Ono no Komachi, Sensual Poems of a Medieval Poet

Heian era Woman with Tengu

It feels good to write about something besides Atlanta politics and politicians.  A little of that goes a long way. Besides, the beauty of these poems go far in uplifting the spirit and involving the heart.  And  that can’t be bad.  Komachi is one of my favorite poets.

~~

Night deepens

with the sound

of a calling deer,

and I hear

my own one-sided love.

—-Ono no Komachi, from The Man’yoshu

 

I’ve written before on this blog about Ono no Komachi.  She continues to capture my interest as a woman and a poet. 

Briefly, she lived from 834?-??.  It’s not clear when she died.  She served in Japan’s Heian court and was one of the dominant poetic geniuses. She is also in the great Man’yoshu, a collection of 4500 poems. 

She lived when a woman was considered to be educated once she composed, memorized and could recite 1000 poems.  Her poetry is deeply subjective, passionate and complex.  She was a pivotal figure, legendary in Japanese literary history.

She was also considered a classical beauty.  Hair reaching to the floor, which was the style then, she was the daughter of the daimyo in the Dewa mountains, up in Akito, Japan (Northwest territory)sent to Kyoto to serve at court at 14 years of age.  As a lady of the Heian court, she distinguished herself with her poetry and has quite of few in the great Man’yoshu, this 8th century document.  Her poetry was seen as having great philosophical and emotional depth.  That she was surrounded by other excellent poets, men and women of the court, certainly helped in developing her own.

The form:  these are written in tanka form…the usual form of poetry most popular.  Don’t be put off by the lack of syllables or more than for the lines.  These poems are translated into English and they don’t necessarily fit the form exactly.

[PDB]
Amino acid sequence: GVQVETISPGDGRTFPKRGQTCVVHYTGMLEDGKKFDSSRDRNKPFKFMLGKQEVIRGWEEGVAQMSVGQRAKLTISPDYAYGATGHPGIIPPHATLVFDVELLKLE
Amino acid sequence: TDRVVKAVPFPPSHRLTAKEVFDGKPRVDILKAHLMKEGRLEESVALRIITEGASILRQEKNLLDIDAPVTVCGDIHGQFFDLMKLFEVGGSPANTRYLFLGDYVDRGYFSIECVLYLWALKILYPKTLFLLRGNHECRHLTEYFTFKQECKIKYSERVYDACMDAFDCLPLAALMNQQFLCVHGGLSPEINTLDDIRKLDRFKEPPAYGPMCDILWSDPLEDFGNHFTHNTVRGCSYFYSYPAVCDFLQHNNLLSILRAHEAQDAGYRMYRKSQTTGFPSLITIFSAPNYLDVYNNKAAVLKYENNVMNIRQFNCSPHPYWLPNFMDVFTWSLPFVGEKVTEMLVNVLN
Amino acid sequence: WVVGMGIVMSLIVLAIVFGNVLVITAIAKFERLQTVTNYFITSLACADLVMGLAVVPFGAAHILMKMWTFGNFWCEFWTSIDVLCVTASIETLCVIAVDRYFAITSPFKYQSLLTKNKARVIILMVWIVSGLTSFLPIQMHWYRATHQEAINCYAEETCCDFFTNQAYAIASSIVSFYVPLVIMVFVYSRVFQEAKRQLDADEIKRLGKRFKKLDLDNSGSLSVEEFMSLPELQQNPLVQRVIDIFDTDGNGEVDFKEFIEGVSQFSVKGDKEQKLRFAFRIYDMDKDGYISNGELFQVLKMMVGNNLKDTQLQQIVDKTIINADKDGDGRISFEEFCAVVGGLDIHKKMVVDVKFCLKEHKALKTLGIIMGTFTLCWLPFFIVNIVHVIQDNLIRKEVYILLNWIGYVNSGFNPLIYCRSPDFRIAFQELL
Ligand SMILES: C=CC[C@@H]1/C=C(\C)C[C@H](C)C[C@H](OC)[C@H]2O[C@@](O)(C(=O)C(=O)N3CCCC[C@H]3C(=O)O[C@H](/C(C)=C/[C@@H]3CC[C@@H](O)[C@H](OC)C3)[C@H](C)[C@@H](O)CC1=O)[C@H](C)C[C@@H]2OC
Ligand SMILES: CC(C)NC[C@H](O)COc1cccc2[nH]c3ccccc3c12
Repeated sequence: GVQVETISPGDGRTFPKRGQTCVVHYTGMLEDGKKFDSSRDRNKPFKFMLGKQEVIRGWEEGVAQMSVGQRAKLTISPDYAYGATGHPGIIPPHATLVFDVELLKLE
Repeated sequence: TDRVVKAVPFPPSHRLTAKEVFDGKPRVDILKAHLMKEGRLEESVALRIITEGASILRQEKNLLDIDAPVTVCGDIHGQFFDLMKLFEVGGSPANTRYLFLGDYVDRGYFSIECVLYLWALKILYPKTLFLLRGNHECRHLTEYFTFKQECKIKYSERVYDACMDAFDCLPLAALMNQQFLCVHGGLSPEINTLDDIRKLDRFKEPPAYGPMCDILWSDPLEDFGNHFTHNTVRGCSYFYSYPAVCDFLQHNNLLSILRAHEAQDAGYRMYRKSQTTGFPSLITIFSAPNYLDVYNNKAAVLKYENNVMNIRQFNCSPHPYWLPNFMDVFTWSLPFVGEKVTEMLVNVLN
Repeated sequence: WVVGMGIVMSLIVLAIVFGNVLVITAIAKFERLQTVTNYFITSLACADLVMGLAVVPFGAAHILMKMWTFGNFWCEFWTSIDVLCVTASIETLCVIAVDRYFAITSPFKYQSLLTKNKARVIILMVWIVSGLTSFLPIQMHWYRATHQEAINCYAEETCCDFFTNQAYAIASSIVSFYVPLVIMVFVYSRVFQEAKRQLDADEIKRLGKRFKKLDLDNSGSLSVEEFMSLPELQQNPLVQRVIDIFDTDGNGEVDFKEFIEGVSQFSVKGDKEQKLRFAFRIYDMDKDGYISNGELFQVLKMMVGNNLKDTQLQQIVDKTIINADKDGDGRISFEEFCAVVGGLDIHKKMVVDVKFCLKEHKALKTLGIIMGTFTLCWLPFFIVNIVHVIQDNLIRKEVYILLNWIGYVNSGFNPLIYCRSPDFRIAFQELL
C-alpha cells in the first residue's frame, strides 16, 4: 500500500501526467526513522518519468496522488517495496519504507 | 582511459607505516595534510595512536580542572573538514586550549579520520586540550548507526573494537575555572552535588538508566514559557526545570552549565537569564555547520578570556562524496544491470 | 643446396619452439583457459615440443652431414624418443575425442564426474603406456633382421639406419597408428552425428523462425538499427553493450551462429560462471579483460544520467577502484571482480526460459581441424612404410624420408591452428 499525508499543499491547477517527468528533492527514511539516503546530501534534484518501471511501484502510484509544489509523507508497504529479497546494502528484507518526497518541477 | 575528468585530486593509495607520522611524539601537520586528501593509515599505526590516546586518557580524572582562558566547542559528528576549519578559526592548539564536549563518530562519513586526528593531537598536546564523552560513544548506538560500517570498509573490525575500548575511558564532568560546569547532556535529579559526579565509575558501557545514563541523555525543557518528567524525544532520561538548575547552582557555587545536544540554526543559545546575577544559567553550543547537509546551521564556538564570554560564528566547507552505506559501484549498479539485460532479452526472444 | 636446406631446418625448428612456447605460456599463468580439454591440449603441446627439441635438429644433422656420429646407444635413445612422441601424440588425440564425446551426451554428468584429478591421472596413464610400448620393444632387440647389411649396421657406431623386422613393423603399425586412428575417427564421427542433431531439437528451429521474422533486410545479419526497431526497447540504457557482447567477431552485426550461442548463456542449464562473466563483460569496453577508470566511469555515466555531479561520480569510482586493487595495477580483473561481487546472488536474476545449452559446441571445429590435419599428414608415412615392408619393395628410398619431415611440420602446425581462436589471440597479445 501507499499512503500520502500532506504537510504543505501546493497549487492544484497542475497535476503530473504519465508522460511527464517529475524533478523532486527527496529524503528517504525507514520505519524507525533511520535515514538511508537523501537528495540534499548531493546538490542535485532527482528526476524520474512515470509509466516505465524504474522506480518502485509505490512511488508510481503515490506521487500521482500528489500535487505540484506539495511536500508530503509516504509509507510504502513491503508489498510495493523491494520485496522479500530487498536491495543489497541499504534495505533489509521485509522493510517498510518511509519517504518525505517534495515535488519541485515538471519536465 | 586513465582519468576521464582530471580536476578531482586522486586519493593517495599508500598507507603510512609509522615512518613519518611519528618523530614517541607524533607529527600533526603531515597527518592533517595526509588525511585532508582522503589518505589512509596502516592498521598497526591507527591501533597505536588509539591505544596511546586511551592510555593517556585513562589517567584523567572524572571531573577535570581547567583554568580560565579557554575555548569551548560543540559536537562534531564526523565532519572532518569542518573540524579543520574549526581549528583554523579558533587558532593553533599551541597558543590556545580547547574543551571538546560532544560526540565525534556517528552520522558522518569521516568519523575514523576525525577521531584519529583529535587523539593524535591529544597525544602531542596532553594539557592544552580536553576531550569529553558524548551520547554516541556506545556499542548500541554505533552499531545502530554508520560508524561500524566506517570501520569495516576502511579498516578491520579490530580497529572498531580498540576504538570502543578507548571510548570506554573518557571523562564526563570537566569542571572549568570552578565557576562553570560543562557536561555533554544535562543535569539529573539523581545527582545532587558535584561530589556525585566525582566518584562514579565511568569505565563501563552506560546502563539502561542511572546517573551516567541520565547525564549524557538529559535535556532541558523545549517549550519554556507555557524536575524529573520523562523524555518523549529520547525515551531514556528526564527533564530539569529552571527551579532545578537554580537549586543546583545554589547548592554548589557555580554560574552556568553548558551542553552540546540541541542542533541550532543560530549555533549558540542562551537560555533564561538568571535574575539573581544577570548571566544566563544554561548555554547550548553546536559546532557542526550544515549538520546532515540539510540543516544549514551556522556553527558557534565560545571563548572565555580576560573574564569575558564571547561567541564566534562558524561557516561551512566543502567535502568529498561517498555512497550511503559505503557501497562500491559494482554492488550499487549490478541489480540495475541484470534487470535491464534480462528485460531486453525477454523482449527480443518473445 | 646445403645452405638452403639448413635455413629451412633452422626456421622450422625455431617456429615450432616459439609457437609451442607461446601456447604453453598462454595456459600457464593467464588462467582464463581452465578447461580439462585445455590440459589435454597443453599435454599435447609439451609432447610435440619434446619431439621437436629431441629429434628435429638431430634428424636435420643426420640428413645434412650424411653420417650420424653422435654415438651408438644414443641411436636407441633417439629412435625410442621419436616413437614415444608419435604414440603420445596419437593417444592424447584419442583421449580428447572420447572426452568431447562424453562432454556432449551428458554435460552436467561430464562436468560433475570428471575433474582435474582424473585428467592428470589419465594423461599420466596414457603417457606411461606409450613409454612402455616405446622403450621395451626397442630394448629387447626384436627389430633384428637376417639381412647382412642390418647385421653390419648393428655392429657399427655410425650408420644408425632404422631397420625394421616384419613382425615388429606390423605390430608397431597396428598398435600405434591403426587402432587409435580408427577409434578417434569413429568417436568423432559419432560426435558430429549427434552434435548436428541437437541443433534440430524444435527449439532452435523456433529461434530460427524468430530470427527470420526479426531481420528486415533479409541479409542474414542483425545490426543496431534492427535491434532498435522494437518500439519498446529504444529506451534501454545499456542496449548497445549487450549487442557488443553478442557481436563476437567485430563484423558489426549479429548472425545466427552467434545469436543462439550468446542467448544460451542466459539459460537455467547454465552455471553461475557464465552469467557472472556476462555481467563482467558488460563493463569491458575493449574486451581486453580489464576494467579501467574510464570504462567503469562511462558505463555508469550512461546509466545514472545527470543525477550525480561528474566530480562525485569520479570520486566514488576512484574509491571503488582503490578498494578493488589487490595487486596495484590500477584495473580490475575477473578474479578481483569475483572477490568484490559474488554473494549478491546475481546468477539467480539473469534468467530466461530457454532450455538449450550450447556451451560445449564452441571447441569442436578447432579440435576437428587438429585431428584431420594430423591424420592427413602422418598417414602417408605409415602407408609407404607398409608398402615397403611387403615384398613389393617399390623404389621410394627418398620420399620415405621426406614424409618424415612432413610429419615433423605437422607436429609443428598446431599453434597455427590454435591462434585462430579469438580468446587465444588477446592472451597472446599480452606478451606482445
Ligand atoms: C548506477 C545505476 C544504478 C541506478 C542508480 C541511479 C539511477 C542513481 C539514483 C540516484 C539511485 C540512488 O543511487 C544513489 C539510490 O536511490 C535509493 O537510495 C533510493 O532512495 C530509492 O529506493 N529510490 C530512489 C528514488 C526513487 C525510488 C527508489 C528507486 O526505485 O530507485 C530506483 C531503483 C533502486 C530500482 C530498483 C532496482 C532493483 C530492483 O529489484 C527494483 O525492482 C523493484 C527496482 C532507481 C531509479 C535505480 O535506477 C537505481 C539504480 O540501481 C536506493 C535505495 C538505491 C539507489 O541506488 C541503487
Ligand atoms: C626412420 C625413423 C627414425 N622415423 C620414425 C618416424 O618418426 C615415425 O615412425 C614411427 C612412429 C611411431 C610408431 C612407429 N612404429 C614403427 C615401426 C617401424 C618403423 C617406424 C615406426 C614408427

There are parts of the world where her poetry is still studied and read.  These cultures are richer for the doing, as are their poets.

Lady Nyo

Seeing the moonlight

spilling down

through these trees,

my heart fills to the brim

with autumn.

How sad,

to think I will end

as only

a pale green mist

drifting the far fields.

Did he appear

Because I fell asleep

Thinking of him?

If only I’d known I was dreaming

I’d never have awakened.

When my desire

Grows too fierce

I wear my bed clothes

Inside out,

Dark as the night’s rough husk.

My longing for you—

Too strong to keep within bounds.

At least no one can blame me

When I go to you at night

Along the road of dreams.

One of her most famous poems:

No way to see him

On this moonless night—

I lie awake longing, burning,

Breasts racing fire,

Heart in flames.

Night deepens

With the sound of calling deer,

And I hear

My own one-sided love.

The cicadas sing

In the twilight

Of my mountain village—

Tonight, no one

Will visit save the wind.

A diver does not abandon

A seaweed-filled bay.

Will you then turn away

From this floating, sea-foam body

That waits for your gathering hands?

Is this love reality

Or a dream?

I cannot know,

When both reality and dreams

Exist without truly existing.

My personal favorite:

The autumn night

Is long only in name—

We’ve done no more

Than gaze at each other

And it’s already dawn.

This morning

Even my morning glories

Are hiding,

Not wanting to show

Their sleep-mussed hair.

I thought to pick

The flower of forgetting

For myself,

But I found it

Already growing in his heart.

Since this body

Was forgotten

By the one who promised to come,

My only thought is wondering

Whether it even exists.

All these poems were compiled from the Man’yoshu and the book, “The Ink Dark Moon”, by Hirshfield and Aratani.

Jane Kohut-Bartels

Copyrighted, 2018

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